Credibility Will Survive Washington’s Recent Strategic Retreats

Photo: Joe Crimmings/flickr.

To its critics, the Obama administration’s foreign policy has become one of retreat. The decision not to engage militarily in Syria undermined the United States’ credibility around the world, and now there is the crisis in Ukraine. With Russia in partial control of Crimea, the critics feel further aggrieved. Surely the administration’s passivity and weakness helped provoke the incursion, they now argue.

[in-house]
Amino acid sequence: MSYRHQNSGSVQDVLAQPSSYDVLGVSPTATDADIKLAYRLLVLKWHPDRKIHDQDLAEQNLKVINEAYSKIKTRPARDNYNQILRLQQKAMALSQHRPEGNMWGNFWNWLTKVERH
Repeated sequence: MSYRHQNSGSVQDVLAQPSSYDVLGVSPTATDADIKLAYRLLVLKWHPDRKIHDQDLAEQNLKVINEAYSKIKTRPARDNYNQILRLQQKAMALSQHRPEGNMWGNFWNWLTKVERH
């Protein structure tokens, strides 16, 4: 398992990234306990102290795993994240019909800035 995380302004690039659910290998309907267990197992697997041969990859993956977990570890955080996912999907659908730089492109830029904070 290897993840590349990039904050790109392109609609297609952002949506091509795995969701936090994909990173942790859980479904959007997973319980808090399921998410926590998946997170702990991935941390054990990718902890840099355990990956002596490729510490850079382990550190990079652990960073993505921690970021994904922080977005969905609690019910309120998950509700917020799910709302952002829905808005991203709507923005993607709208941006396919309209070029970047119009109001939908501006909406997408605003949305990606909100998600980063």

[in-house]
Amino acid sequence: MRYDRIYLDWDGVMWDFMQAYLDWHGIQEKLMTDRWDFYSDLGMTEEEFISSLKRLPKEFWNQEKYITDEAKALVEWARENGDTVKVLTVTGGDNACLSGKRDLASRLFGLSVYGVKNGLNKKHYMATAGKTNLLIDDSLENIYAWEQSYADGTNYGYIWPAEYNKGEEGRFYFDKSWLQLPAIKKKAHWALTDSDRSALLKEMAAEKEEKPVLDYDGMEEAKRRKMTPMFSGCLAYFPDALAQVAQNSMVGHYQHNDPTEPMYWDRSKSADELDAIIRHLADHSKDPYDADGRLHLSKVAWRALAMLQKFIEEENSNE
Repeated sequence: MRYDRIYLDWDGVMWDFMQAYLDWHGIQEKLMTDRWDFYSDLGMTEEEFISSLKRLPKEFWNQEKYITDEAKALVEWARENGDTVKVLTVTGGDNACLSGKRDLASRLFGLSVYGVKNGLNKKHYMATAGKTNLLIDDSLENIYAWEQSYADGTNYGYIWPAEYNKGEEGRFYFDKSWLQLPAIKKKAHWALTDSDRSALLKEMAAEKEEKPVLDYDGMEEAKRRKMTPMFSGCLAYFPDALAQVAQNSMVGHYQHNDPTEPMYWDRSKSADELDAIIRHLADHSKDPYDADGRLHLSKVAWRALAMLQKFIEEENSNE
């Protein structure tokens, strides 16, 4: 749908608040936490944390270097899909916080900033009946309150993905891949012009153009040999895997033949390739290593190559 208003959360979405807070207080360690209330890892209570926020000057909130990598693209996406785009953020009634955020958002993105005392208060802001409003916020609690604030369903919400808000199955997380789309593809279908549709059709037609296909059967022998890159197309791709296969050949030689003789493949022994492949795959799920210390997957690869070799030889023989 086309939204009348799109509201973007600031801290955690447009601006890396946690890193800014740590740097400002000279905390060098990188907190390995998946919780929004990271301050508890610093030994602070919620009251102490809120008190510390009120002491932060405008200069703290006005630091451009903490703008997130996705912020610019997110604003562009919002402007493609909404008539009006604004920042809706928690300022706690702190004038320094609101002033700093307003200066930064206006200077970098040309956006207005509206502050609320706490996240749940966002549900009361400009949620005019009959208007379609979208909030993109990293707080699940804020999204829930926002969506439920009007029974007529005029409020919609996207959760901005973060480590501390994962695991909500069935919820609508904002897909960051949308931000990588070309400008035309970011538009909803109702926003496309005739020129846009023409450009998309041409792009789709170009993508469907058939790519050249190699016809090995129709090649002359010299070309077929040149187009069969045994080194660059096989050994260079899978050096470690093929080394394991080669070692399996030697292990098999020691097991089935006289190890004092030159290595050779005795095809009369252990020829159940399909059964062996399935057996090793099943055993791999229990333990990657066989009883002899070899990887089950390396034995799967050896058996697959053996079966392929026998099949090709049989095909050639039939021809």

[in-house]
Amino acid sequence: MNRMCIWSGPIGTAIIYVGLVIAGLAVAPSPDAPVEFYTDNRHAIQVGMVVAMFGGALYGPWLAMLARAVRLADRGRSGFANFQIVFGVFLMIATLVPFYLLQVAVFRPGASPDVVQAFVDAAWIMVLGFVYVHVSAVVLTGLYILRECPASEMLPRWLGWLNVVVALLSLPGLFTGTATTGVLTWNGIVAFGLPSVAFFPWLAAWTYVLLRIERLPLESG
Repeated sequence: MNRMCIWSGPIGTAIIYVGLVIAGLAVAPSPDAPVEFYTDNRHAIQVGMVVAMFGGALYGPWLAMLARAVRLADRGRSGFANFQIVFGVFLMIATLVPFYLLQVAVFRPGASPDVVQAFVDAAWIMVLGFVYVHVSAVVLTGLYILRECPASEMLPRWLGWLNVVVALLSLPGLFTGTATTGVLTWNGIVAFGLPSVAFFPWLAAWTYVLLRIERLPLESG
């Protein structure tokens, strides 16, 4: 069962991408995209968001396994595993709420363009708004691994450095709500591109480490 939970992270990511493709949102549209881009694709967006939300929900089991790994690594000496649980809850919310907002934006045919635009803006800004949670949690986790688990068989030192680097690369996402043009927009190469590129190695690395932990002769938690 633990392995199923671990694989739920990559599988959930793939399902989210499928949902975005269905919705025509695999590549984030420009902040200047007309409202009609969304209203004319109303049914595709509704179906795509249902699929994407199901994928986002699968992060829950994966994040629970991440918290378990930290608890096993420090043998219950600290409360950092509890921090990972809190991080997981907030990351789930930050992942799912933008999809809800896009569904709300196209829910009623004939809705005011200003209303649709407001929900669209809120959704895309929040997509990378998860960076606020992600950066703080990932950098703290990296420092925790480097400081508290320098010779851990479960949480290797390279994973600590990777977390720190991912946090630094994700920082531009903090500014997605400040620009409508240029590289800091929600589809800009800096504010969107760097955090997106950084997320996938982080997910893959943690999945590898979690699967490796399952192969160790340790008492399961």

The critics’ argument rests on the ‘demonstration principle’, i.e. the notion that how a state responds to one event establishes a reputation that others will react to in the future. It’s a principle with a rich history. For instance, historians generally believe that Britain’s willingness to accept Nazi Germany’s occupation of Czechoslovakia 1938 encouraged Hitler to think that there would be few consequences for moving against Poland a year later. In contrast, there is evidence to suggest that the US’ overthrow of Saddam Hussein had positive secondary effects throughout the broader Middle East, with Iran suspending its nuclear weapons program, and Libya abandoning its nuclear activities altogether.